Suitable Fish

0º - 3º (0 - 50 ppm)

arowanas, elephant nose, killifish, hatchet fish, Amazon/South American fish, including tetras, dwarf cichlids, geophagines, Ancistrus spp.

3º - 6º (50 - 100 ppm)

most tropical fish including Central American cichlids, East African Riverine species, gouramis, sharks, loaches, barbs, rainbows, African tetras

6º - 11º (100 - 200 ppm)

most live bearers including guppies, mollies, swordtails and platies, goldfish, Lake Victorian cichlids

11º - 22º (200 - 400 ppm)

Lake Malawi and Lake Tanganyikan cichlids, brackish fish including scats, monos and puffers

There are many fish that are tolerant to a wide range of water hardness values. Some of these include many plecos, most Central American and East African species, gouramis, sharks, tiger barbs, widow tetras, most Australian rainbowfish, Siamese fighting fish and most Corydoras species.

General Hardness

Total, general or permanent hardness is represented throughout literature by the letters gH. It is determined by the concentration of calcium and magnesium salts, i.e. the amount of calcium (Ca++) and magnesium (Mg++) ions, which are dissolved in the water. These minerals are present in town, artesian (bore) and bottled water. The amount of dissolved minerals is dependent upon the source of the water, and the type of treatment processes it has undergone. Total hardness or general hardness is sometimes referred to as total dissolved salts (TDS). Scientists often measure mineral content in terms not or hardness but of electrical conductivity, the units employed being micro-siemens (µS).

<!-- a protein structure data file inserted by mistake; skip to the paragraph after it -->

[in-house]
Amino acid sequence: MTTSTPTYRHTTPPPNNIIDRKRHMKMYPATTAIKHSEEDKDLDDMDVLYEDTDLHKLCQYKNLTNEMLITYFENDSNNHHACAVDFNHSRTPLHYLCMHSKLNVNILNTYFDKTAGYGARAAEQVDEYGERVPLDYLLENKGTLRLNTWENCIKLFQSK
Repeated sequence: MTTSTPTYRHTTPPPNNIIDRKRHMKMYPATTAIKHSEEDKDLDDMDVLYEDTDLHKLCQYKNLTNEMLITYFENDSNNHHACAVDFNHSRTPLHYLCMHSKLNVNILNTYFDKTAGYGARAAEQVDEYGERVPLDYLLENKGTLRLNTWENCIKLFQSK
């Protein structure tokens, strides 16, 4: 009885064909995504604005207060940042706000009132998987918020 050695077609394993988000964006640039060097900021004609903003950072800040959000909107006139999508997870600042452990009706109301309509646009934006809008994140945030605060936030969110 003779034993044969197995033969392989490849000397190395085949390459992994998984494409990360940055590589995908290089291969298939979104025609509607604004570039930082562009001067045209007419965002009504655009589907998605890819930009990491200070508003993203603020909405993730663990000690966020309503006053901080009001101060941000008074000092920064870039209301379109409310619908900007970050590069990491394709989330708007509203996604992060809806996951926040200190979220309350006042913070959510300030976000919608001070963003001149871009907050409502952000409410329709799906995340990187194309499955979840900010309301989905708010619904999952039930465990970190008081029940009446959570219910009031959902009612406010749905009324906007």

Hard water (> 200 ppm) is high in calcium and magnesium, while soft water (50 to 100 ppm) is low in these minerals. Suitable values for most ornamental fish range between 100 and 300 ppm. As an aquarist, you should seek to provide a healthy aquarium environment by duplicating the water conditions of the natural habitats of your fish. In a home aquarium, select fish within the same region so that the gH values are relatively similar.